Conclusion: Steroids in baseball were not a significant enough factor in statistical evidence to influence decisions on which players were the best or worst.

The actual benefits players get from steroids is very questionable, considering the number of bad MLB players who have used PEDs without enough of a benefit to even stay in the Major Leagues, and considering the muscle groups utilized in baseball versus those that are enhanced by PED use.

The increase in offense during the Steroid Era was influenced by other factors, most notably the "ball juicing" of 1993. When adjusting for these power factors that were unrelated to playing ability, there is no apparent jump in offense during the steroid era, again calling into question the effect of steroids in increasing performance.

Finally, regardless of the magnitude of a PED's benefit on player performance, any benefit was cancelled or balanced by someone else's benefit. Because most players were using PEDs, their statistics, when compared to each other's, are unchanged. The widespread use of PEDs created a level playing field for MLB players.

I'd like to thank in advance whoever takes this argument, and I eagerly await his or her arguments.

[1]http://en.wikipedia.org......
[2]http://en.wikipedia.org......
[3]http://bleacherreport.com......
[4]http://thesteroidera.blogspot.com......
[5]http://en.wikipedia.org......
[6]http://steroids-and-baseball.com......
[7]http://baseballtips.com......
[8]http://www.jssm.org......
[9]http://steroids-and-baseball.com......
[10]http://38pitches.weei.com......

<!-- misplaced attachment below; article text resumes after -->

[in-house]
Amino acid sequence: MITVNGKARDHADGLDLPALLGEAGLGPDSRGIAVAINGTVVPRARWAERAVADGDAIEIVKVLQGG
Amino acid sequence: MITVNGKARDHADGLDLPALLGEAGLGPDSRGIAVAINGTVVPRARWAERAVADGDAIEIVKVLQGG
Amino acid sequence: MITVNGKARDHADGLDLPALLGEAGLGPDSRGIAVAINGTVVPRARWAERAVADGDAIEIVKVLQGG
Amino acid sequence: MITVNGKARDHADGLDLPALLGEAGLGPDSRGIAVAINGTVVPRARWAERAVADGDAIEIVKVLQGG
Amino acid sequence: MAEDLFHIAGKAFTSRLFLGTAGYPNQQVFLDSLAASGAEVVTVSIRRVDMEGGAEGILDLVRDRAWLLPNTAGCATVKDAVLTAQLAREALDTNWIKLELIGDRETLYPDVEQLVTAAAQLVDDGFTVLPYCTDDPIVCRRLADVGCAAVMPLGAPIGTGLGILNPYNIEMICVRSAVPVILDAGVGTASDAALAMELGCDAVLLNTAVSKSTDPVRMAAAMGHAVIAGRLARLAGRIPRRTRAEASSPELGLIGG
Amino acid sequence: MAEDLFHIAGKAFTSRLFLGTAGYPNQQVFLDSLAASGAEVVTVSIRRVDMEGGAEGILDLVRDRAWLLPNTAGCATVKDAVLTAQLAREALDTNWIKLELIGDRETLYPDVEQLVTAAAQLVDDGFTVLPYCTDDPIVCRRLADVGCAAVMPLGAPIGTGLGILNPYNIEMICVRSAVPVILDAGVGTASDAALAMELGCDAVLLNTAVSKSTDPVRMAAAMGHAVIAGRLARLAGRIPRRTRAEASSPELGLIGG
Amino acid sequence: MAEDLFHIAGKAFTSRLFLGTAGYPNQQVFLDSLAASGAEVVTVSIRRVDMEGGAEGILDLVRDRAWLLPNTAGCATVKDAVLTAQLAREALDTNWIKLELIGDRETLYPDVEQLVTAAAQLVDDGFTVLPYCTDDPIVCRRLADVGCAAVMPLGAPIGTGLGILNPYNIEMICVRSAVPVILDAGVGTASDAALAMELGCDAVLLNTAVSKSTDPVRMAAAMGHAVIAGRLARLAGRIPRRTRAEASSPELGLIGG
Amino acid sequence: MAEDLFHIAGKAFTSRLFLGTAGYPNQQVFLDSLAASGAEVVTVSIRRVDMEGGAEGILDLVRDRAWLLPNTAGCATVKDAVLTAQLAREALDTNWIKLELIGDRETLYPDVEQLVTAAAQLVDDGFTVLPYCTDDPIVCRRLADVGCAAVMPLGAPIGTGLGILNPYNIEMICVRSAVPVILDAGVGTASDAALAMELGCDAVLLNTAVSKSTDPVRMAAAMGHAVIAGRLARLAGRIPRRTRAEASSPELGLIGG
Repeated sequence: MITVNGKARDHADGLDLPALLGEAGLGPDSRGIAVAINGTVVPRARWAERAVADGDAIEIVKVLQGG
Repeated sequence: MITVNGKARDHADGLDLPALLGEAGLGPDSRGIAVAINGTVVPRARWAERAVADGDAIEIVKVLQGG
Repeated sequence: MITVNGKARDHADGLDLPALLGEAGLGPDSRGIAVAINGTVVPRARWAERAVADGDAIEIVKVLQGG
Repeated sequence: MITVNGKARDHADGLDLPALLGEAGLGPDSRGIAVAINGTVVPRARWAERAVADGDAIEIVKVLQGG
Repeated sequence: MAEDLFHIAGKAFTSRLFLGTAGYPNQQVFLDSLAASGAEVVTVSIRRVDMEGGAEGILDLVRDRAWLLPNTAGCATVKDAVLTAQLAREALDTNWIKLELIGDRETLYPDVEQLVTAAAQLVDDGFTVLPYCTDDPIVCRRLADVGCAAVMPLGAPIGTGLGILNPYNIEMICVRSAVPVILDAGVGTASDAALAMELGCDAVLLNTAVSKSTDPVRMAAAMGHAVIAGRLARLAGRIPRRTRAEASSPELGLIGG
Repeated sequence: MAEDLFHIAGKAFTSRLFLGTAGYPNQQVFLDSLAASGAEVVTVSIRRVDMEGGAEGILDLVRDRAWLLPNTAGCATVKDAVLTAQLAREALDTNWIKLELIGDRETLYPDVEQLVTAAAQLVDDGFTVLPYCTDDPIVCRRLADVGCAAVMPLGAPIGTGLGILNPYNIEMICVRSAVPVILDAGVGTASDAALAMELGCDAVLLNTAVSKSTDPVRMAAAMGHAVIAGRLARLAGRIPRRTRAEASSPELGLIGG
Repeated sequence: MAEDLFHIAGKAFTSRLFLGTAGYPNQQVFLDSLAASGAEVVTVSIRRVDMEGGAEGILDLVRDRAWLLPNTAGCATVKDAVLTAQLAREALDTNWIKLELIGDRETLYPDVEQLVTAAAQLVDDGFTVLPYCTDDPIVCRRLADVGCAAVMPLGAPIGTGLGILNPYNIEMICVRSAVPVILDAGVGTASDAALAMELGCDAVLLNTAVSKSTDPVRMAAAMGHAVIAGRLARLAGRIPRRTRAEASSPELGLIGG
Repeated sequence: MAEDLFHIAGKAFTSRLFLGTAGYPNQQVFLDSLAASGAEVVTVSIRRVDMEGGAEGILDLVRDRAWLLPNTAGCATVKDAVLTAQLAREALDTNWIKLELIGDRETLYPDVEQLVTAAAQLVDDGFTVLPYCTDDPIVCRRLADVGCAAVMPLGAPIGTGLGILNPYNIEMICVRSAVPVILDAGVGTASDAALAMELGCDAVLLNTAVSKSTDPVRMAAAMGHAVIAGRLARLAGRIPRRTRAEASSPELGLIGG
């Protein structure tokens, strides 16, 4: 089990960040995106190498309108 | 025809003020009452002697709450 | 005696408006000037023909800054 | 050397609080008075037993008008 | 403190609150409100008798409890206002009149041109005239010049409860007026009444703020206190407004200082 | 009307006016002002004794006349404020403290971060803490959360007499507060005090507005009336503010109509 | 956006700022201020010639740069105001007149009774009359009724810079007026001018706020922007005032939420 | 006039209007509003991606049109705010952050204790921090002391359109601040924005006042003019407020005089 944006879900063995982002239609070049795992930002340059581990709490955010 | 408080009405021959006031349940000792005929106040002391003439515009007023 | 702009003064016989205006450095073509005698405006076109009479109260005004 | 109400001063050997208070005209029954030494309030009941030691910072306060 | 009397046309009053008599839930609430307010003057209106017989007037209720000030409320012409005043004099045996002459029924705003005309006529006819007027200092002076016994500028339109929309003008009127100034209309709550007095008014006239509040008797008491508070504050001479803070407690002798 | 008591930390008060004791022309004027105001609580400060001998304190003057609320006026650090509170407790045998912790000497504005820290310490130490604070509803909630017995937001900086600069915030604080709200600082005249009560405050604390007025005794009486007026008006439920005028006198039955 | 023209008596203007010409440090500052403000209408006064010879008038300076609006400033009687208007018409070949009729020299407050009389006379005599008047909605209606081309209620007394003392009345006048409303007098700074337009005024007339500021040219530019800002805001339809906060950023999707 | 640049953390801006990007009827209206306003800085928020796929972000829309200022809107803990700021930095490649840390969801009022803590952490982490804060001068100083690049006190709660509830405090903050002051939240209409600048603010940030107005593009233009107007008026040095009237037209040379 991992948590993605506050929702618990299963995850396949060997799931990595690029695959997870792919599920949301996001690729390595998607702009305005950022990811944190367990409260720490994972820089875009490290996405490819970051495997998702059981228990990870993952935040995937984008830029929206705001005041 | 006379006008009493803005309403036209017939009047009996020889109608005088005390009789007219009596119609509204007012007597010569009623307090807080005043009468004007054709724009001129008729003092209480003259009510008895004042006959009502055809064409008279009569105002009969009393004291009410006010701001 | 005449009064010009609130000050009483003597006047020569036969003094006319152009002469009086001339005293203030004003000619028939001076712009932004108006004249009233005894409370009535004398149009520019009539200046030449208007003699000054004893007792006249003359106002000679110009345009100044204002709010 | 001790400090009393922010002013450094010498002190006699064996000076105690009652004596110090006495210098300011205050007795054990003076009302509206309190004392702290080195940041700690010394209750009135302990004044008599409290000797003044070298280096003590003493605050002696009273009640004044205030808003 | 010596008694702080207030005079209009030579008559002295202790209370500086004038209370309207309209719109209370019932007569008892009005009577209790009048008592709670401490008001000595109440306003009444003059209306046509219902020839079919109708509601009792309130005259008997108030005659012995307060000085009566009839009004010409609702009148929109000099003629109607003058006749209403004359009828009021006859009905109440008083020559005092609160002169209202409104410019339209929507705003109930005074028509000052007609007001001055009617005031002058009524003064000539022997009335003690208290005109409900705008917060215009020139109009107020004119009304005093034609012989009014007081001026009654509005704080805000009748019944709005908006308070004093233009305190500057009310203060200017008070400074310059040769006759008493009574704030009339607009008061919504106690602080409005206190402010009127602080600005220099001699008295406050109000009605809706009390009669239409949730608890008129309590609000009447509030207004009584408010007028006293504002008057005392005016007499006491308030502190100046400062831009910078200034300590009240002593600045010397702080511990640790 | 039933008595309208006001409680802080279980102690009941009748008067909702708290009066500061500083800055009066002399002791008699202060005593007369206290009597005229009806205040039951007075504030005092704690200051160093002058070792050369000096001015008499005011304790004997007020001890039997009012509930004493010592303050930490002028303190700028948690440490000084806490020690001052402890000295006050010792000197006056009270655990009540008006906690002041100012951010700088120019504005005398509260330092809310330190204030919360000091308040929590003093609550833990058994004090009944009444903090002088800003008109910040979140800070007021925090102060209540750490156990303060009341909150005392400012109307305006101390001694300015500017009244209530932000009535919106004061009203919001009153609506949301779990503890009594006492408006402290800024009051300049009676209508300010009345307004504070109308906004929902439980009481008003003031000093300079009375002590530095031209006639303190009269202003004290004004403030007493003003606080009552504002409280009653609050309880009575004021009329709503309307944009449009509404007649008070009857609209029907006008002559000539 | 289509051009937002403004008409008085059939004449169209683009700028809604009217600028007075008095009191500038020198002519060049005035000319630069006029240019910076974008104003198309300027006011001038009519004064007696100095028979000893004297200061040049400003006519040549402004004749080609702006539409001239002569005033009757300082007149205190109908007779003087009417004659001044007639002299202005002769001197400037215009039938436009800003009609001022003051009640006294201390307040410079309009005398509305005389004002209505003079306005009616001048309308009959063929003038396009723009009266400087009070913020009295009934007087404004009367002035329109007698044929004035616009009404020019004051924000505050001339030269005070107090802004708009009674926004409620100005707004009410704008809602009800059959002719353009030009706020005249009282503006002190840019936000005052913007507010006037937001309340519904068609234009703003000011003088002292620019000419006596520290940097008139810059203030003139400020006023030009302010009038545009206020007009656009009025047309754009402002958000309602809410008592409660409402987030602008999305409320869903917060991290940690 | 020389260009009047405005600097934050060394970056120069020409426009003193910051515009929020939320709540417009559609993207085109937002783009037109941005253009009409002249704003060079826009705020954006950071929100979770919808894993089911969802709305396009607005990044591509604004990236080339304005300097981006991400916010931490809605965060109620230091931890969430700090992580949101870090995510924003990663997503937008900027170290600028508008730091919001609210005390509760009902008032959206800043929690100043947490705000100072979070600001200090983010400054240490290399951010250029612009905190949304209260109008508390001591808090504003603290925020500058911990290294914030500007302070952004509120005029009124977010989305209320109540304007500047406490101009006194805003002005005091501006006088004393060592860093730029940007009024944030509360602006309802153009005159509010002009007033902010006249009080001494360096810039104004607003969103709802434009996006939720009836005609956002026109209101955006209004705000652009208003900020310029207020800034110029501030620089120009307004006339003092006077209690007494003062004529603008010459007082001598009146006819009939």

[11]http://www.cbc.ca...... (check the side bar, towards the bottom.)
[12]http://www.hardballtimes.com...
mongeese

Con

First, I would like to point out to my opponent that all of his sources are broken, because he copied and pasted this argument from another of his debates.

Thank you for allowing me to have this rematch.

Now, you seem to have forgotten to include a definition for "legitimate" again, so until you provide an alternate sourced definition, this is the one we will use:
Legitimate - "conforming to recognized principles or accepted rules and standards" [1]

"1. A PED's positive effect on baseball playing skills is unknown and likely minimal."
The known effects of PEDs [2]:
"Reports indicate that use of anabolic steroids produces increases in lean muscle mass, strength, and ability to train longer and harder."

"1a. Many of the players using PEDs were actually bottom-of-the-ladder MLB players and minor leaguers"
This can be explained. The people who couldn't make it to the major league decided that they would cheat to get in. The boost wasn't large enough to get them to the very top, but they made it.

"This shows that despite their PED use, they weren't good enough to stick around in the Major Leagues."
Perhaps their PED use led them to realize that PEDs were messing with their life because of other side effects [3], which led them to quit, and they could no longer stay in MLB.